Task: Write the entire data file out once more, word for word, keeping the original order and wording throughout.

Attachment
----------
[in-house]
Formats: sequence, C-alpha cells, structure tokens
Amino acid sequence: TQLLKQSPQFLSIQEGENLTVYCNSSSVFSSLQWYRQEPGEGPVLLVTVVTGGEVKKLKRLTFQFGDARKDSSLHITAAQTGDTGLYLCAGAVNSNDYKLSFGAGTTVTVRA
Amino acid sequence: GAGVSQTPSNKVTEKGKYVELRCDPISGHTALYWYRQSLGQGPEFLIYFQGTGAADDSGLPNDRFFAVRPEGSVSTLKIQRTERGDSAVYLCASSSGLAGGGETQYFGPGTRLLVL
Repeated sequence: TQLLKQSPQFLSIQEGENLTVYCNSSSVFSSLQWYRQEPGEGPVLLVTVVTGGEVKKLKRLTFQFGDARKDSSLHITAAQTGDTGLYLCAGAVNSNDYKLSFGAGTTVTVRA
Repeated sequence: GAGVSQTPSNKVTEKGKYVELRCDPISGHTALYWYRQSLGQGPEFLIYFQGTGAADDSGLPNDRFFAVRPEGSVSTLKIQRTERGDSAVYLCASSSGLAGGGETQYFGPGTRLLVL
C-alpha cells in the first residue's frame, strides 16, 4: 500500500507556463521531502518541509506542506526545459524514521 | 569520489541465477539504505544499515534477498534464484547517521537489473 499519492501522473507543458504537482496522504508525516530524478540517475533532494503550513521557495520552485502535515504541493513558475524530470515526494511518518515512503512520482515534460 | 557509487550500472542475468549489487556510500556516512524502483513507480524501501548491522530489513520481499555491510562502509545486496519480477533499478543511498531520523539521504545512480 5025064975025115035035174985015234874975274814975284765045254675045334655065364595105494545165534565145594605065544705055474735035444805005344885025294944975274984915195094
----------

[in-house]
Formats: sequence, C-alpha cells, structure tokens
Amino acid sequence: TQLLKQSPQFLSIQEGENLTVYCNSSSVFSSLQWYRQEPGEGPVLLVTVVTGGEVKKLKRLTFQFGDARKDSSLHITAAQTGDTGLYLCAGAVNSNDYKLSFGAGTTVTVRA
Amino acid sequence: GAGVSQTPSNKVTEKGKYVELRCDPISGHTALYWYRQSLGQGPEFLIYFQGTGAADDSGLPNDRFFAVRPEGSVSTLKIQRTERGDSAVYLCASSSGLAGGGETQYFGPGTRLLVL
Repeated sequence: TQLLKQSPQFLSIQEGENLTVYCNSSSVFSSLQWYRQEPGEGPVLLVTVVTGGEVKKLKRLTFQFGDARKDSSLHITAAQTGDTGLYLCAGAVNSNDYKLSFGAGTTVTVRA
Repeated sequence: GAGVSQTPSNKVTEKGKYVELRCDPISGHTALYWYRQSLGQGPEFLIYFQGTGAADDSGLPNDRFFAVRPEGSVSTLKIQRTERGDSAVYLCASSSGLAGGGETQYFGPGTRLLVL
C-alpha cells in the first residue's frame, strides 16, 4: 500500500507556463521531502518541509506542506526545459524514521 | 569520489541465477539504505544499515534477498534464484547517521537489473 499519492501522473507543458504537482496522504508525516530524478540517475533532494503550513521557495520552485502535515504541493513558475524530470515526494511518518515512503512520482515534460 | 557509487550500472542475468549489487556510500556516512524502483513507480524501501548491522530489513520481499555491510562502509545486496519480477533499478543511498531520523539521504545512480 5025064975025115035035174985015234874975274814975284765045254675045334655065364595105494545165534565145594605065544705055474735035444805005344885025294944975274984915195094